Ah, Chianti! The very word eloquently rolls off the tongue regardless of the command of your language. It denotes a celebration of life unconditionally! Chianti offers no boundaries to a wine lover who may be starting to enjoy wine, or even a aficionado! Chianti does not discriminate whether you are a C.E.O. of a big company or a blue collar worker! Parents have even named their children after the region (one can coyly assume why). Cheers to the romance and joy of Chianti.
It is a pleasure to share with you a brief history of the Chianti region in Tuscany Italy. Let’s navigate the important “Sub-Zones” of Chianti, offering how a wine from one zone to another may differ in body & taste… then offer some of my favorite wines from Chianti with some simple food pairings.
A Brief History of Chianti:
The earliest recognition of a Chianti wine was documented in the late 13th century. This was white wine that was produced from the area now known as Colli Fiorentini a sub-zone located in the hills of the city of Florence. The area of Chianti was delineated as a wine producing region in that area by the Grand Duke of Tuscany, Cosimo III de’ Medici in 1716. By the 18th century the wines of Chianti evolved from white to red wines. The grape varietals planted & harvested during this era were subjective to the end result of what was a Chianti Wine. In 1872 Baron Bettino Ricasoli changed that by offering a permanent blend of grapes that would be the “recipe of Chianti”, 70 percent Sangiovese, 15 percent Canaiolo, 10 percent Malvasia. The Italian government decided that this would be the definitive blend that would distinguish Chianti and established laws pertaining to this particular recipe in 1966. However, this recipe was a dogma and the farmers & winemakers established a rebellion of their own by launching what was later marketed as a “Super Tuscan”! This was a blend of Sangiovese ,along with Merlot , Cabernet Sauvignon, & Syrah. That formula involving those grape varietals has been an integral part of the evolution of the wines of Chianti! These wines could not be classified as Chianti due to the fact that they did not follow the “recipe”. The “Super Tuscan” wines were far superior to those classified as Chianti.
Fearful of the Chianti designation becoming irreverent , the Chianti Classico Consortium along with the help of the Italian government, turned to science to develop a successful group of Sangiovese clones that would measure up to the “invited” grapes of Merlot, Syrah, & Cabernet Sauvignon. By 1995, the Chianti Classico 2000 clones had been developed & approved by the Italian Government. The government also changed the percentage of the grape varietals allowed for Chianti classification to Sangiovese up to 100 percent, Canaiolo Nero up to 10 percent, other red grape varietals up to 15 percent whether indigenous to Chianti (for example mammolo), or invited (cabernet sauvignon). Today, most of the top Chianti Classico wines are 100 percent Sangiovese.
Within the Chianti Classico region, there are seven subzones. In general order from north to south they are Rufina , Montalbano, Colli Aretini ( the hills surrounding Arezzo), Colline Pisano, (within the hills of Pisa), Montespertoli, Colli Fiorentini (the hills of Florence), & Colli Senesi ( the hills of Siena).
The wines from the northern areas of Chianti (Rufina, Montalbano Colli Aretini, & parts of Colli Fiorentini) tend to offer concentrated fruit flavors due to richer soils & cooler climates.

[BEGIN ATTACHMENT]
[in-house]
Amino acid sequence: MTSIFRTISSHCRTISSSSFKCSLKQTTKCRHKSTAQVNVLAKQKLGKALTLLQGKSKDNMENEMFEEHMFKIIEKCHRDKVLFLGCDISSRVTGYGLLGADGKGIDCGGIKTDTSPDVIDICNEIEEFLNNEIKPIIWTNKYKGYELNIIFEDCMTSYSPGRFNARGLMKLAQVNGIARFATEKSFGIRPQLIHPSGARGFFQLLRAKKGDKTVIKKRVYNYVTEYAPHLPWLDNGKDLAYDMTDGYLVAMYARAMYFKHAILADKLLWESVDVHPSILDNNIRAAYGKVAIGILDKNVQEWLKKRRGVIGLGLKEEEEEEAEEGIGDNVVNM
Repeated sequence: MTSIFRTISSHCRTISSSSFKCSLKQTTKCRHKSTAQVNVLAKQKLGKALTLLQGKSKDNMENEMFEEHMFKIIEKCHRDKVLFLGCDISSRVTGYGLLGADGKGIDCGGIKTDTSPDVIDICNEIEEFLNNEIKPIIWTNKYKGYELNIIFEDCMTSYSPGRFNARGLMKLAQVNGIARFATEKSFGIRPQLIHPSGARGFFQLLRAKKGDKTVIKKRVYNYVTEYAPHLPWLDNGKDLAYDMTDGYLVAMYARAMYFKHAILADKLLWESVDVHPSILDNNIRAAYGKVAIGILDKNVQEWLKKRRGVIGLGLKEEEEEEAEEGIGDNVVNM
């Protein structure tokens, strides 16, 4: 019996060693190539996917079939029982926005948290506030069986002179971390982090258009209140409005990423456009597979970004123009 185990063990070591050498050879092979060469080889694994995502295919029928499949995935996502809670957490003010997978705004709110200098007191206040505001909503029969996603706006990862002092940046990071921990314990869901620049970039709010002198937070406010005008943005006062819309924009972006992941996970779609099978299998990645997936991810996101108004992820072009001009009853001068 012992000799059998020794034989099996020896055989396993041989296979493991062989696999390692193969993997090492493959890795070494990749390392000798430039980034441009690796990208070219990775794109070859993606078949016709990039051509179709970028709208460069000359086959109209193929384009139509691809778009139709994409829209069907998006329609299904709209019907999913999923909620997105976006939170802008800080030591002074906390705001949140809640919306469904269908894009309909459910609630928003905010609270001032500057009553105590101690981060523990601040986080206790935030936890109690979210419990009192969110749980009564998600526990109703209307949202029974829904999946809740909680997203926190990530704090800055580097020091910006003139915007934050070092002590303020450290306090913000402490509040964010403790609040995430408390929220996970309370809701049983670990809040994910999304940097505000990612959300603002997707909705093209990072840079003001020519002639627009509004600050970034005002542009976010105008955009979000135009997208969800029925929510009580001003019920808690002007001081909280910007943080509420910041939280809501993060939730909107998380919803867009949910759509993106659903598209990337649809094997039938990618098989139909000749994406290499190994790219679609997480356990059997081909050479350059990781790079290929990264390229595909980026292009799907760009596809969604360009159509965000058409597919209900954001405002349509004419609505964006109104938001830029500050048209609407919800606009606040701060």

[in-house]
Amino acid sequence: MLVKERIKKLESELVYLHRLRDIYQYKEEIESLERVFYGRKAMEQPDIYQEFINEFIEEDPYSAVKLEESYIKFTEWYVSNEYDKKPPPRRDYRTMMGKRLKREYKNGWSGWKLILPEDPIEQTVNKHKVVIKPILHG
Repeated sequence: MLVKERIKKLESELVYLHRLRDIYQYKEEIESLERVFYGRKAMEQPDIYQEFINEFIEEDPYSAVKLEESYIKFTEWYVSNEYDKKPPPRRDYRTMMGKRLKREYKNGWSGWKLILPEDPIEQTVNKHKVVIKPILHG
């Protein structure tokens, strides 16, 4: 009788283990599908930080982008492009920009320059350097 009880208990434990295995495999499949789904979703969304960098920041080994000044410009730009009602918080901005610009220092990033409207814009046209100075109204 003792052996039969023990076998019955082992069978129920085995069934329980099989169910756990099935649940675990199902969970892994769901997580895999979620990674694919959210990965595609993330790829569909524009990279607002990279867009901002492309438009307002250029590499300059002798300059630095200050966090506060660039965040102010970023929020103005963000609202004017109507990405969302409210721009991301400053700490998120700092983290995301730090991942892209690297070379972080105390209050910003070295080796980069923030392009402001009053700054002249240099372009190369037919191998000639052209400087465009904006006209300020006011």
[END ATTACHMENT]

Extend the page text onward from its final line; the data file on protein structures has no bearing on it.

The southern Chianti wines are somewhat complex; ripe fruit, pronounced tannin(acidity), & minerality imparted by stonier soils & warmer temperatures.
Chianti Wines & Food Pairing:
In general the wines of Chianti are medium bodied , offering floral & cherry notes on the nose, leading to light cherry balanced by firm, pronounced tannin, finishing dry. Chianti Classico Riservas will have an oakier nuance due to the fact that these wines are aged in oak for an extended length of time, usually up to one year.
The characteristics of Chianti make it one of the most versatile red wines to pair with food (it's even a great red wine for fish!). It is light enough to pair with firm texture seafood (salmon, swordfish), yet full enough without overpowering beef, bison, veal, game, or fowl, however -- always avoid pairing salt cured meats with Chianti.
As a sommelier at a chophouse in Suffolk, Virginia the concept would suggest meat & game as a staple to our menu. For diversity we do offer fresh seafood fare as well. Recently, a couple that dined in our establishment ordered our Salmon, which is topped with a smoked tomato relish, and Bison with sautéed Shitake Mushrooms. The couple asked me to suggest a Pinot Noir to pair with dinner. Pinot Noir would have been wonderful with the Bison & Mushrooms, along with the Salmon sans the tomato. The addition of the smoked tomato relish and the natural smoky flavor of the Shitake Mushrooms needed a wine with a higher degree of tannin than the Pinot Noir could support. I suggested a Castello Banfi Chianti Classico Riserva 2004. The acidity from the tomato relish on the Salmon, along with the oily texture of the fish cut through the tannin in the wine & showcased the elegant floral and cherry notes of the wine. The texture of the Bison along with the earthy, smoky notes of the Shitake mushrooms was enhanced by the tannin present in the wine. It was the first time the couple had enjoyed a Chianti wine, and later commented that it was one of the best meals they had ever had. All of this while celebrating a one year anniversary of marriage. Ah, the romance & joy of Chianti.
Other Food pairings with Chianti:
Roasted whole chicken stuffed with garlic, peppers, and portabella mushrooms.
Traditional Veal Marsala with mushrooms
Braised Short Ribs which are offered with a stew of carrots, turnips, garlic, & applewood smoked tomato concasse.
River Stone Chop House